So I see a good number of Democrats open to charter schools, but I know that’s not exactly a favorite policy of the teachers’ unions, especially if those charter schools don’t unionize. When you say, “Democrat Party – Teacher’s Union” and their plan for education, I think you assume more consistancy of policy than really exists among Democrats. When you think of Democrats, it helps to have Will Rogers as your model: “I belong to no organized party, I’m a Democrat.”

  22. E Roberts Musser

    wdf1: “When you say, “Democrat Party – Teacher’s Union” and their plan for education, I think you assume more consistancy of policy than really exists among Democrats. When you think of Democrats, it helps to have Will Rogers as your model: “I belong to no organized party, I’m a Democrat.”

    When Democrats lump all conservatives as “Repugs” or “old white guys”, I think Democrats assume more “consistenty of policy” than really exists among Republicans…

  23. E Roberts Musser

    erm: “”The Glass-Steagall Act of 1933 (banking regulation) was repealed under the Clinton administration – and the last time I looked Clinton was a bona fide Democrat. ”

    Mr. Toad: “By a Republican congress.”

    In so far as I am aware, Clinton did not veto the repeal of banking regulation…

  24. wdf1

    When Democrats lump all conservatives as “Repugs” or “old white guys”, I think Democrats assume more “consistenty of policy” than really exists among Republicans…

    When I use the term “old white guys”, I’m clearly not referring directly to policy, but a certain homogeneity of their voting base. And I readily acknowledge that there is more diversity than “old white guys”.

    But if you followed the 2008 Republican National Convention on TV, one of the obvious criticisms was how white all the delegates were. Sure you can say there’s Mel Martinez and Michael Steele (maybe a handful of others), but there is a lack of racial/ethnic diversity that would really help the party connect more readily with a broader base. You look at events like that, and you can’t help but get the sense that this is a party of “old white people”. I argue that it doesn’t have to be that way for the Republicans.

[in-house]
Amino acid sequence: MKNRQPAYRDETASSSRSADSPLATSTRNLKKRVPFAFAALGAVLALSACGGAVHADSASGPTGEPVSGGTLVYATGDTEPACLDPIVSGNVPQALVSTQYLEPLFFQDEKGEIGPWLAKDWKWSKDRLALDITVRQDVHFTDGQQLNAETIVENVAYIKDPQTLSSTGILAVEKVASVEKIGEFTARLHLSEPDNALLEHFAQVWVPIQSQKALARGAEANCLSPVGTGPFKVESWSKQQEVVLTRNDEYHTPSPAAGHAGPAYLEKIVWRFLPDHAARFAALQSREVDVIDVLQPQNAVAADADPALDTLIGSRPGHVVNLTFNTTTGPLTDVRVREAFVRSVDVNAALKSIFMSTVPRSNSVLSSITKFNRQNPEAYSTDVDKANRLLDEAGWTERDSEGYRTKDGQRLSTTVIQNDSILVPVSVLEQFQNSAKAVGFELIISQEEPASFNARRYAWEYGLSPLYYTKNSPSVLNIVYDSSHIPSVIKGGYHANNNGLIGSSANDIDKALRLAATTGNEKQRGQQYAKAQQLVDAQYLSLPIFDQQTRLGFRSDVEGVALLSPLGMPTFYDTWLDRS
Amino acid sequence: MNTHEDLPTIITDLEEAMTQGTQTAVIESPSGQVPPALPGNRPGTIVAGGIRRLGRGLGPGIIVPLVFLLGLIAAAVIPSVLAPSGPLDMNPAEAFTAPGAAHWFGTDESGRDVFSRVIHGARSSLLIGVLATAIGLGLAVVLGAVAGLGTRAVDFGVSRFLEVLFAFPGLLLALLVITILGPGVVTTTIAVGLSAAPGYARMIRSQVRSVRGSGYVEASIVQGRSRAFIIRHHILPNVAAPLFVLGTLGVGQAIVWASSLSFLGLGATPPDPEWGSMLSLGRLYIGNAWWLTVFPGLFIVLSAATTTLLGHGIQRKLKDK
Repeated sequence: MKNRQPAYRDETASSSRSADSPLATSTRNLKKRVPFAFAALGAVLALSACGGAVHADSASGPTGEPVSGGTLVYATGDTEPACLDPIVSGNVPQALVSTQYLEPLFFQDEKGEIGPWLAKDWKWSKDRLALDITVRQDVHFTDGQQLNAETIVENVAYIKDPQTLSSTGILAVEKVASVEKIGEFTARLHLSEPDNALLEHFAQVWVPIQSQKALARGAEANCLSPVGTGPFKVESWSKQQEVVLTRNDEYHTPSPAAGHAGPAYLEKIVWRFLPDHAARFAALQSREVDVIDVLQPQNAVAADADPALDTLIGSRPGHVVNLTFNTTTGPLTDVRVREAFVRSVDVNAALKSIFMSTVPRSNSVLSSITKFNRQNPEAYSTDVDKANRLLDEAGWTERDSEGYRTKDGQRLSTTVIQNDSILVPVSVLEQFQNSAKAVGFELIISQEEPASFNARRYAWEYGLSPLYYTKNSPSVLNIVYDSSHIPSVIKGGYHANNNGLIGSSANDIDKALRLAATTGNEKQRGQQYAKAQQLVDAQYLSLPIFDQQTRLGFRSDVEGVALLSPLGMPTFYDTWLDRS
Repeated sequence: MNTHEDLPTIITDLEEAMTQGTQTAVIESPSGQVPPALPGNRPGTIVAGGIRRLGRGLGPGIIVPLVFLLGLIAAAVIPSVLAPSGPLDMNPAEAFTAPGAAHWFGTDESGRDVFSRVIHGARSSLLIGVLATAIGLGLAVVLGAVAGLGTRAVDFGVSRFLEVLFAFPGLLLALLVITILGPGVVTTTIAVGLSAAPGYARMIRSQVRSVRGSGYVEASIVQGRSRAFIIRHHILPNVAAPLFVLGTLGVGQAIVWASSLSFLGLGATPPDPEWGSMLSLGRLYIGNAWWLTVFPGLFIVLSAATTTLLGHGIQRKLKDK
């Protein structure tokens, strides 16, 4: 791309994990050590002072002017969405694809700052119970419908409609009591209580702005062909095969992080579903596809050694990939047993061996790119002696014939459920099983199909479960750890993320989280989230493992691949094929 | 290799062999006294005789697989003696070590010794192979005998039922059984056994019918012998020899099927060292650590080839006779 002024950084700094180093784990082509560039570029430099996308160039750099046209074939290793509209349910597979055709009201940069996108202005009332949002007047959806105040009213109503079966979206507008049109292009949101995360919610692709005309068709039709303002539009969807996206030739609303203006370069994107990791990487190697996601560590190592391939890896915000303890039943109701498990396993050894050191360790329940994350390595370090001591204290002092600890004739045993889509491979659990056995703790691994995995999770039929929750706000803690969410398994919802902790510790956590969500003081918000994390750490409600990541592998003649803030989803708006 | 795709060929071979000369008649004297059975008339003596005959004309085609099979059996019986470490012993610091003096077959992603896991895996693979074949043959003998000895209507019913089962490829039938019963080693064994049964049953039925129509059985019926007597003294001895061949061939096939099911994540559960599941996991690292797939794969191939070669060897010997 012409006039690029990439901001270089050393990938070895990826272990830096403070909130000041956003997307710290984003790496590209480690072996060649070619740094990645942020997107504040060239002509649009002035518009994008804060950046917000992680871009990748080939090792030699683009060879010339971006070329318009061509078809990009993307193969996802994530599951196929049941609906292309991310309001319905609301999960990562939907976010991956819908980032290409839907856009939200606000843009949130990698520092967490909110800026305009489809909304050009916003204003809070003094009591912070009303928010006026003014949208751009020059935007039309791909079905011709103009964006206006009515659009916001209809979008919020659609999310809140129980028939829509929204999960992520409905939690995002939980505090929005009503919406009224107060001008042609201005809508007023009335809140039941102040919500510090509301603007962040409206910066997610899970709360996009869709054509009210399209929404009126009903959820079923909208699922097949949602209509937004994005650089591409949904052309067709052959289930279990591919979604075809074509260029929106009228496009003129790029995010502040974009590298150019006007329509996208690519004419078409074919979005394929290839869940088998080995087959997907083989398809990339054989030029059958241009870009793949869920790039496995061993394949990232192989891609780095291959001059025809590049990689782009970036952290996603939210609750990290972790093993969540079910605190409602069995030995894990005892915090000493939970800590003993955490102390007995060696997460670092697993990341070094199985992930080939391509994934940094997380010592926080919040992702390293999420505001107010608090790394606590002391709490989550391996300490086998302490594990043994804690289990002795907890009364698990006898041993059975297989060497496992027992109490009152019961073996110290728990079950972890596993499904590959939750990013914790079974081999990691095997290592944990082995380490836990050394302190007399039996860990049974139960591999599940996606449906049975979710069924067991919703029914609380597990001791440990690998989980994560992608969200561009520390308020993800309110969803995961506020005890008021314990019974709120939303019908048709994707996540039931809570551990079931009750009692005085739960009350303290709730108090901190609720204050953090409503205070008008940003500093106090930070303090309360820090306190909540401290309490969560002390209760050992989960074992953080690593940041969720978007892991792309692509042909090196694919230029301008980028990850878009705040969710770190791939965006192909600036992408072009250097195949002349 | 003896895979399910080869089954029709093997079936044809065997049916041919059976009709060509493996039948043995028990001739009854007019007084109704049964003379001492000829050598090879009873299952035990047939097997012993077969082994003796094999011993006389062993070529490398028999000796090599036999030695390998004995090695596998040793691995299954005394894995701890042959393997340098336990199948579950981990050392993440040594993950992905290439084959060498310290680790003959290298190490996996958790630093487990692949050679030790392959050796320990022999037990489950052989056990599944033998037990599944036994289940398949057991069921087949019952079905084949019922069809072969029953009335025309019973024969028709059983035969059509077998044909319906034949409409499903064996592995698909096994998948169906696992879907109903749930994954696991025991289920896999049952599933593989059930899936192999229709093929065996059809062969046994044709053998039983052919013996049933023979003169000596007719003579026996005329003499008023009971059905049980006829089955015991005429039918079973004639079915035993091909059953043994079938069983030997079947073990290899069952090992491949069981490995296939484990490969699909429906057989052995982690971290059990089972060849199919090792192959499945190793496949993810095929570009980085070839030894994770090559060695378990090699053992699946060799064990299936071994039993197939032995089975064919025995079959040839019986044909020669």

25. Frankly

    “Mr. Toad: “By a Republican congress.”

    The final bill resolving the differences was passed in the Senate 90–8 (one not voting) and in the House: 362–57 (15 not voting).

    Can’t pin this on Republicans no matter how hard you try.

  26. Frankly

    “Do you have a problem with charter schools, Jeff?”

    wfd1: I do not have a problem with any solution to drastically improve education outcomes. These include: teacher merit pay, no tenure, charter schools, vouchers… you name it. I also support paying the highest performing teachers much more as long as we can much more easily get rid of teachers that have selected the wrong career.

    However, I trust the Democrat party on education reform like a good Democrat would trust the GOP on Wall Street reform. I realize that sounds partisan – and certainly I know there are Democrats that support charter schools and other progressive education reforms. However, on the whole, I see the Democrat party as too vested in the teachers’ unions. They have proven time and again that the union members’ financial well being will always be their first policy priority.

    If Jerry Brown is talking about supporting charter schools, then rest assured the design he is thinking of is supported by his union campaign contributors and therefore is likely short of the type of reform we need. The teachers’ unions have a vested interest in keeping charter school performance results less than or equal to their public school gravy train.

    My thinking on education reform is that we will never find the support to beat back the Democrat-union political machine (see what happened in DC for proof of this point); but that the private free market will eventually grow enough affordable alternatives and consumer choice will make public-funded education obsolete.

  27. Frankly

    From the Social Contract Journal Issues : Summer 2009 – “As California Goes – Facts (and Fiction) behind California’s Fiscal Meltdown”

    http://www.thesocialcontract.com/artman2/publish/tsc_19_4/tsc_19_4_rubenstein.shtml

    [quote]“About one-third of California’s immigrants entered the country illegally. Many work off the books, yet their children are entitled to the full gamut of public education and Medi-Cal benefits.

    Latino families are larger than those of other immigrant groups. Their children swell elementary schools but are less likely than other groups to graduate high school or finish college. Second-generation Latinos are also less likely to grow up with two parents, and more likely to go to jail or become teenage mothers. By most measures, second-generation Mexicans look more like the children of native-born blacks.